My recent trip to Eastern Europe also included my second foray into Poland. For a portion of the trip, I separated from my air-travel-preferring friend, and took the train from Berlin to Warsaw to Krakow by myself. I went out of the way to go back to Poland, still fascinated by the land on which my ancestors sowed the seeds of our family tree from at least as far back as the mid-19th century. Both times I’ve been, I’ve felt a familiarity, yet an overwhelming sense of otherness.
Even here, we are not “Polish-American,” rather, we’re “Jewish-American.” Yet, the question, “Wait, isn’t ‘Jewish’ a religion?” is complicated, as are my feelings about demographic surveys. I don’t identify as “white,” and have been loving the new “decline to state” option. In any case, my trips to Poland are part of my effort to understand these feelings.
I’d always wanted to know what Poland looked like; you think of it in black and white, like WWII news clips. The countryside still has “shtetls,” (Yiddish for little towns) just not Jewish ones. It’s a land of forests, rivers and fields. Where I’ve traversed is flat, although there are some skiing destinations in the south like famous Zakopane. The landscape is strewn with church spires and clock towers. This train trip traversed a large swath of area that my forebears referred to as “Russian Poland” in their Atlantic-crossing documents.
The five-hour odyssey from Berlin to Warsaw flew by, as I consulted my “Jewish Heritage in Poland” map, acquired during my last trip here in 2011. It is fascinating to bridge the distances between stations knowing where the Jewish communities had been. There is virtually no part of Poland that did not contain a Jewish community, unlike a similar map I saw at the Jewish museum in Berlin. There, I found the Swabian town of a German friend. There was the conspicuous lack of a “square” marking the presence of a historical Jewish community; there never had been one.
On my map, a white menorah means the remains of a synagogue, a slab means the existence of a Jewish cemetery, a blue menorah means a synagogue open to visitors. A Star of David inside a square means the remains of a ghetto, and the dreaded black square denotes either a Nazi concentration camp, like Auschwitz, or a Nazi death camp, like Chmelno, which the train passed at a distance on this trip.
Many of the towns between Berlin and Warsaw were recognizable names, but the one I was most interested in was Konin, my material great-grandmother’s town, and originally part of the reason for the train trip. Believe it or not, however, I was feeling a little rushed, and decided not to get off the train. Next trip, I’ll rent a car. Soon, the announcement for “Warshawa” was made over the speaker, heralding more “civilization” out the windows, and tons more Jewish markings on my trusty map.
Poland, to Ashkenazi Jews, is a major source of what makes up our diaspora Jewish culture. Jews in Poland were considered one of several tolerated “nationalities” for a thousand years. I questioned that thousand, until I finally made it to the new POLIN Museum (of Polish-Jewish history) in Warsaw, the main reason for my side-trip. I saw it under construction in 2011, rising out of what was virtually the center of the flattened Warsaw. While at the museum, I finally figured out my fourth “town” – my maternal grandfather’s branch of the family!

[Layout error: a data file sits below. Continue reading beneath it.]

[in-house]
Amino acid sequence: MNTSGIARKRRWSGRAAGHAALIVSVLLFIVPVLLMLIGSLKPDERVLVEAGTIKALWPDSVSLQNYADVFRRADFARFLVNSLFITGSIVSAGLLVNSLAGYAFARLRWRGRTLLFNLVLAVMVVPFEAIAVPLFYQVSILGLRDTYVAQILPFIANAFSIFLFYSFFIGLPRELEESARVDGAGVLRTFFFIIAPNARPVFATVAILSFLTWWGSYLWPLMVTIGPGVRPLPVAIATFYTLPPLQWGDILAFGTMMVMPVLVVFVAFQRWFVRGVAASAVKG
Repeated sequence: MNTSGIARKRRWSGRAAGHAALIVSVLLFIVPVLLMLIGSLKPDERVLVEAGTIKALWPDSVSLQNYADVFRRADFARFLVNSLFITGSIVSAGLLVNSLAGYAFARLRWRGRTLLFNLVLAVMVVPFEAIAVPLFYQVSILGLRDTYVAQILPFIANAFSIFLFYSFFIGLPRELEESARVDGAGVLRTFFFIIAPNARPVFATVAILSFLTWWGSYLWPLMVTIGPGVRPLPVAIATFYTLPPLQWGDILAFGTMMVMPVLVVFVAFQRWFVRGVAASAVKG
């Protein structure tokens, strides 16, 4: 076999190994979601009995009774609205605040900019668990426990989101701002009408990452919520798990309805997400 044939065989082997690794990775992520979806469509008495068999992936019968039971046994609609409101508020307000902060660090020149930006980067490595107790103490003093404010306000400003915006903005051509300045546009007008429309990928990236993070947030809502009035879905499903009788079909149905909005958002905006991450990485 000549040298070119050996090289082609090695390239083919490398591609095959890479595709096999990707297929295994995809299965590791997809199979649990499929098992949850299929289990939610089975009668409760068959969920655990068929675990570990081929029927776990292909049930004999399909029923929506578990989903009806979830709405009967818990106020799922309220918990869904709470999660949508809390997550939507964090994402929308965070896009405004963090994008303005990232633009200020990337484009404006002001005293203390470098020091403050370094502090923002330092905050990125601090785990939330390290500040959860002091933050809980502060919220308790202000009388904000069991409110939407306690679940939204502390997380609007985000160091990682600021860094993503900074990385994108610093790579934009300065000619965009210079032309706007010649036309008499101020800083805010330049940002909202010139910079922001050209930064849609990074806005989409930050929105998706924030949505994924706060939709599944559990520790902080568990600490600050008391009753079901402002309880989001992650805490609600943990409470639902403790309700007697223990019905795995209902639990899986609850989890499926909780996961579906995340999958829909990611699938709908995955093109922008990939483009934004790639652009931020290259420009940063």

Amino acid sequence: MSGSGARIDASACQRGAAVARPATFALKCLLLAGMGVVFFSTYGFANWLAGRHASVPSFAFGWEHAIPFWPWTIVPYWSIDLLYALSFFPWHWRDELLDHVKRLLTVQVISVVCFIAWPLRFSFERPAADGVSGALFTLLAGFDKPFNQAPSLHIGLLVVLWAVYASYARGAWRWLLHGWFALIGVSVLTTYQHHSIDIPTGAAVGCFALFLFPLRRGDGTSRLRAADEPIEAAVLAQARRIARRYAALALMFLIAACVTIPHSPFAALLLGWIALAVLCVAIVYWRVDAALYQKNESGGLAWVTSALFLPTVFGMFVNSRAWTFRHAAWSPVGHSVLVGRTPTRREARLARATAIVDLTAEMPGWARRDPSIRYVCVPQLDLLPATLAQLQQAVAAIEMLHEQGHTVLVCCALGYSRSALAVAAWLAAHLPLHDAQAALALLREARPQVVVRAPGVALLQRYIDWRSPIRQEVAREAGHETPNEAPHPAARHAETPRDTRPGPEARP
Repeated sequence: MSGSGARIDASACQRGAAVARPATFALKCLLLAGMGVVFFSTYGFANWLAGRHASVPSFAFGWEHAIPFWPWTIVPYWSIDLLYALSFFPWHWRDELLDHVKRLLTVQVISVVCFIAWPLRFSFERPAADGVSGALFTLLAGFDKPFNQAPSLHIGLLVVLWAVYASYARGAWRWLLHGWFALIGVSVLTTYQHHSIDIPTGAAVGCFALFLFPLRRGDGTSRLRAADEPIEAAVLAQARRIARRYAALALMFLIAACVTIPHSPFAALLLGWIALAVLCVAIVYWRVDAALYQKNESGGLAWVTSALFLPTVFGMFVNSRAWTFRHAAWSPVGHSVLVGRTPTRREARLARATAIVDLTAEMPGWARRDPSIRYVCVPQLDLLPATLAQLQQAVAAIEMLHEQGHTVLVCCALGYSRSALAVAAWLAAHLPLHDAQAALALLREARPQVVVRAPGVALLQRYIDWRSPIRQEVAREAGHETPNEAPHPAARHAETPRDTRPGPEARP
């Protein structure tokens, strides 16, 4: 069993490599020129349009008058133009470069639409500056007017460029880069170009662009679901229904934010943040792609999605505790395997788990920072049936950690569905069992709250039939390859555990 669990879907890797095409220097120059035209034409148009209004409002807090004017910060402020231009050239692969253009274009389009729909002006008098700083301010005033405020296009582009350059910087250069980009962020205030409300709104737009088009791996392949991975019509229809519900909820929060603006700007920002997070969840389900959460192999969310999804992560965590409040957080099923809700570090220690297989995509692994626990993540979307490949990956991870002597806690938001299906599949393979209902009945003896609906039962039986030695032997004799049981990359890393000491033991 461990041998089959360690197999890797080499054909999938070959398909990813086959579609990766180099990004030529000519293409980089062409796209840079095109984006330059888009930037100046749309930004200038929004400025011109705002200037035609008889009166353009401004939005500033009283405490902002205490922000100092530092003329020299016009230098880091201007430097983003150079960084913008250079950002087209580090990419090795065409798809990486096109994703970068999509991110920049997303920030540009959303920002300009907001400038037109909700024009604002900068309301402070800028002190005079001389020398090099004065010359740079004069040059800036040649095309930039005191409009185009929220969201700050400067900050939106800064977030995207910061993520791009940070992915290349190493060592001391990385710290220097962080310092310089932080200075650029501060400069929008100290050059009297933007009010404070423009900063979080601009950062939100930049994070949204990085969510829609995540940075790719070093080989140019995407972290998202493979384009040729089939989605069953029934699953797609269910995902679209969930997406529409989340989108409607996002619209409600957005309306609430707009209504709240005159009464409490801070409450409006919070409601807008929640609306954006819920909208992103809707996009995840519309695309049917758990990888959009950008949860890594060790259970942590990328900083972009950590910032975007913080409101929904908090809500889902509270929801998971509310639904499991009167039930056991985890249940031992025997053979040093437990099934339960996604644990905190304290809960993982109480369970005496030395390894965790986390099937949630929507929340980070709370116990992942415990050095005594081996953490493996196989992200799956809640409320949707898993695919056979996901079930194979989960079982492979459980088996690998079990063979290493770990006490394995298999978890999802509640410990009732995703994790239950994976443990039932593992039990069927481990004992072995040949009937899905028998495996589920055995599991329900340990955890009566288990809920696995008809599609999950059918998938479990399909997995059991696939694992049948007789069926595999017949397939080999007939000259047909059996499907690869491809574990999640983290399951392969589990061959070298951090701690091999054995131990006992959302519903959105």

We had known he was a member of the so-called “Mokover” landsmanshaft (hometown society). This should have meant his parents had come from a town called “Makow, ” but no such town is listed on any current maps, nor even on any maps depicting towns and shtetls just before WWII. If one asks modern Poles, they’ll tell you there are many towns called “Makow” all over Poland.
We know from a relative that family elders spoke of their town being “near Warsaw,” which could mean anything, given that they travelled by droshky, like Tevye in “Fiddler on the Roof.” At the museum, however, a map of Jewish settlements in 1765 revealed that, less than a hundred years before my ancestors emigrated, there was a town just north of Warsaw called, simply, Makow. That town is now referred to as “Makow Mazowiecki,” “mazowiecki” meaning a kind of region. This has got to be where our Morrises – name was changed from who knows what -were from. One would think it was difficult to research Jewish genealogy because of the Holocaust, but the problem is more because Jewish records might be in either Yiddish names, Polish-ized names, or both.
As I perused the map from 1765, I was able to see all four towns associated with my family from the turn of that century: Jaroslaw, Czestochowa, Konin and Makow. The last three were considered Poland through most of history, but Jaroslaw was Austro-Hungary for a time. The thing is this: Jews in their towns were just always Jews in their towns, only tolerated, but never accepted, and not assimilated. Whoever ultimately ruled over the land, from the earlier days of landed gentry to the governments of recent times, for Jews it was always just a matter of more or less tolerance.
I am reminded of the Japanese phrase, “sumeba miyako.” Even with their opposite experience from Jews, they came up with a phrase that means, “if you live in a place long enough, it eventually will feel like home.” That’s what the thousand-year Poland experience may have felt like to Jews, as the two-hundred year experience in the United States feels to many of us now. My ongoing quest to understand the Jewish experience Poland elicits a yearning and affection for Israel, yet confirms my belief that anybody should be able to live anywhere, beyond just tolerance or acceptance, to harmonious coexistence.